Also in today's EMEA regional roundup: legal challenge to Telefónica's E-Plus acquisition; KPN gets down with the startups; Apple Pay for the UK?
Does Deutsche Telekom AG (NYSE: DT) have designs on BT Group plc (NYSE: BT; London: BTA)? That's the speculation being given an airing in the Daily Telegraph, which cites "senior industry executives and City analysts" predicting that BT could become a takeover target for the German giant in the light of reported merger talks between Deutsche Telekom's US arm, T-Mobile US Inc. , and satellite operator Dish Network LLC (Nasdaq: DISH). Deutsche Telekom is already on course to become a major shareholder in BT once BT's acquisition of EE is completed. (See T-Mobile US Sale Fits DT's All-IP Game Plan and All-IP DT Could Drive Euro M&A, Say Analysts.)
Airdata AG , a German regional mobile operator, has filed a legal challenge to Telefónica 's €8.6 billion ($9.6 billion) acquisition of E-Plus in the EU General Court, Reuters reports. The operator believes that the conditions of the merger -- which was completed last year -- were not stringent enough. (See Eurobites: Telefónica Sweetens E-Plus Deal.)
Dutch incumbent KPN Telecom NV (NYSE: KPN) is hoping to plug itself into innovation with the launch of a dedicated venture fund, KPN Ventures. The carrier has reserved an initial total amount of €35 million for investments in startups that meet the criteria of the fund.
Apple Inc. (Nasdaq: AAPL) is set to roll out its smartphone-based payment service, Apple Pay, in the UK later this summer, according to the Daily Telegraph. The iPhone accounts for almost half of all smartphones sold in the UK, so the payment system has the potential to take off where others have flopped.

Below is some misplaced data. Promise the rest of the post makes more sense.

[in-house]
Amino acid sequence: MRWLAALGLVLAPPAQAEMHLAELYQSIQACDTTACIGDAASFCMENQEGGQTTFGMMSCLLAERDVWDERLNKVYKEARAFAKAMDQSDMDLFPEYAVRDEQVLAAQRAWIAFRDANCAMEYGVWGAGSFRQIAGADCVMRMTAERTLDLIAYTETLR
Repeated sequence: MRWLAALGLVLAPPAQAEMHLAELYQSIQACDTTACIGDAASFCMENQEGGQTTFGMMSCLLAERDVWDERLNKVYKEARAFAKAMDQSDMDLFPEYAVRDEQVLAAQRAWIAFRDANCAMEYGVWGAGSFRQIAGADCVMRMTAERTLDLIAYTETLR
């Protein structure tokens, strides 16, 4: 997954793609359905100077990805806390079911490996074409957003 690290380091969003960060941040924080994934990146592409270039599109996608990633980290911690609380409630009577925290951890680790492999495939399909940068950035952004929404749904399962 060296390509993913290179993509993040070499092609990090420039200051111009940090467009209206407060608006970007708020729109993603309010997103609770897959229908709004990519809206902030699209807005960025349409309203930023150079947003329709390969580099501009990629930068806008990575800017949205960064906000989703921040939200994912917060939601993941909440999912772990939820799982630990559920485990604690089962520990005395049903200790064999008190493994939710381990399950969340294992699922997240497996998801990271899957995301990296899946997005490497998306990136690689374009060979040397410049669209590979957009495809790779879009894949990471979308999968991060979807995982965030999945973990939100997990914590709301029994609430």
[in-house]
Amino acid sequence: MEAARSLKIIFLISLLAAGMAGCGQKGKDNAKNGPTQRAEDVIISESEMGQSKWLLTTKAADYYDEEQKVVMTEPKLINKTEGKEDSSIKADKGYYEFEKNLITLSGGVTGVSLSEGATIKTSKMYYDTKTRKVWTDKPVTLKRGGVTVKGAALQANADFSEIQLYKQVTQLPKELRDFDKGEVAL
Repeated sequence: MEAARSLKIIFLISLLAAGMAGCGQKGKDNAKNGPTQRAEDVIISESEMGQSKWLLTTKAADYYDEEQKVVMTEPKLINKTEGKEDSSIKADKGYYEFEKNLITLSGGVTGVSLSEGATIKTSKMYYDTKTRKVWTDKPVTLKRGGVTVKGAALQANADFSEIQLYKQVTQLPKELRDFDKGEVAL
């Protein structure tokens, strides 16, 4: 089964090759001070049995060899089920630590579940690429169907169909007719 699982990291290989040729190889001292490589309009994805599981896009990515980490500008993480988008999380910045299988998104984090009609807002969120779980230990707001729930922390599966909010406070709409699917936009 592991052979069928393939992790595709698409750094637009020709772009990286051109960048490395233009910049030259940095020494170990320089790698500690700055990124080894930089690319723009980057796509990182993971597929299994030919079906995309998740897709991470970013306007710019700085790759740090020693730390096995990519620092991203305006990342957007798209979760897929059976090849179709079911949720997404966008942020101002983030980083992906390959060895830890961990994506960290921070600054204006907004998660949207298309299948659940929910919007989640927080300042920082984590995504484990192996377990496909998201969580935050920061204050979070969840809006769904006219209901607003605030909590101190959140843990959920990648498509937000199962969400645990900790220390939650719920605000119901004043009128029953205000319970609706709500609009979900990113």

Telekom Austria Group has bought a fixed-line operator called Amis that serves customers in Croatia and Slovenia and will support the Austrian incumbent's convergence strategy. Telekom Austria did not disclose the financial terms of the deal but said the move would allow it to offer the full array of fixed voice, broadband, TV and mobile services in six of its eight markets. Amis claims to serve 86,000 customers across Croatia and Slovenia with fixed voice, broadband and TV services.
Orange (NYSE: FTE) CEO Stephane Richard is off on a damage-limitation visit to Israeli Prime Minister Benjamin Netanyahu following his remarks last week about wanting to end his company's licensing deal there as soon as possible, reports Reuters. Richard's remarks, referring to Orange's brand licensing arrangement with Partner Communications, seemed to be expressing condemnation of illegal Israeli settlements (in the eyes of international law), but he later denied supporting a boycott of Israel, claiming he had been misunderstood.
— Paul Rainford, Assistant Editor, Europe, Light Reading